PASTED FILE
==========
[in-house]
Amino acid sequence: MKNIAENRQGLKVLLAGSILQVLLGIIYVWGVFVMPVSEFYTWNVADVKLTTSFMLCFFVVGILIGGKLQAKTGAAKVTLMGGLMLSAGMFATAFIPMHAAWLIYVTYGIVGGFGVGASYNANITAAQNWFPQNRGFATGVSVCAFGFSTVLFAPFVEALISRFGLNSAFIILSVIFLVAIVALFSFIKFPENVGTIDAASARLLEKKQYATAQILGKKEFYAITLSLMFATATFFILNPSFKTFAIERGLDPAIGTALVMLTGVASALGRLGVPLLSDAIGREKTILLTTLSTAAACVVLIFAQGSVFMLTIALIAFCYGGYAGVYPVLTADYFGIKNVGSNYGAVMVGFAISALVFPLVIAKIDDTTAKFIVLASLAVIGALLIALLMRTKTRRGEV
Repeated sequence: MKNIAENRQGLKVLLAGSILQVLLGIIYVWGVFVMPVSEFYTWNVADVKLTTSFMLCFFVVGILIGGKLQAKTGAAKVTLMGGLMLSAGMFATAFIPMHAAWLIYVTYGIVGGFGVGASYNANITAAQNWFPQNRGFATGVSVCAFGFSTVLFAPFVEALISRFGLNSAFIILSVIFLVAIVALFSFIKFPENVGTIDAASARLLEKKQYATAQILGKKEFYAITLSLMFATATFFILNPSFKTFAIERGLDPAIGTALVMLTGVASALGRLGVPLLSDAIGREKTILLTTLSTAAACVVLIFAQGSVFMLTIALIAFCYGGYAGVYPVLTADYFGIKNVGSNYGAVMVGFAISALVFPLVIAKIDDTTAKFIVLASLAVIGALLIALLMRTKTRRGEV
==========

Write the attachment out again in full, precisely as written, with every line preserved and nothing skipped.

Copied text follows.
[in-house]
Amino acid sequence: MKNIAENRQGLKVLLAGSILQVLLGIIYVWGVFVMPVSEFYTWNVADVKLTTSFMLCFFVVGILIGGKLQAKTGAAKVTLMGGLMLSAGMFATAFIPMHAAWLIYVTYGIVGGFGVGASYNANITAAQNWFPQNRGFATGVSVCAFGFSTVLFAPFVEALISRFGLNSAFIILSVIFLVAIVALFSFIKFPENVGTIDAASARLLEKKQYATAQILGKKEFYAITLSLMFATATFFILNPSFKTFAIERGLDPAIGTALVMLTGVASALGRLGVPLLSDAIGREKTILLTTLSTAAACVVLIFAQGSVFMLTIALIAFCYGGYAGVYPVLTADYFGIKNVGSNYGAVMVGFAISALVFPLVIAKIDDTTAKFIVLASLAVIGALLIALLMRTKTRRGEV
Repeated sequence: MKNIAENRQGLKVLLAGSILQVLLGIIYVWGVFVMPVSEFYTWNVADVKLTTSFMLCFFVVGILIGGKLQAKTGAAKVTLMGGLMLSAGMFATAFIPMHAAWLIYVTYGIVGGFGVGASYNANITAAQNWFPQNRGFATGVSVCAFGFSTVLFAPFVEALISRFGLNSAFIILSVIFLVAIVALFSFIKFPENVGTIDAASARLLEKKQYATAQILGKKEFYAITLSLMFATATFFILNPSFKTFAIERGLDPAIGTALVMLTGVASALGRLGVPLLSDAIGREKTILLTTLSTAAACVVLIFAQGSVFMLTIALIAFCYGGYAGVYPVLTADYFGIKNVGSNYGAVMVGFAISALVFPLVIAKIDDTTAKFIVLASLAVIGALLIALLMRTKTRRGEV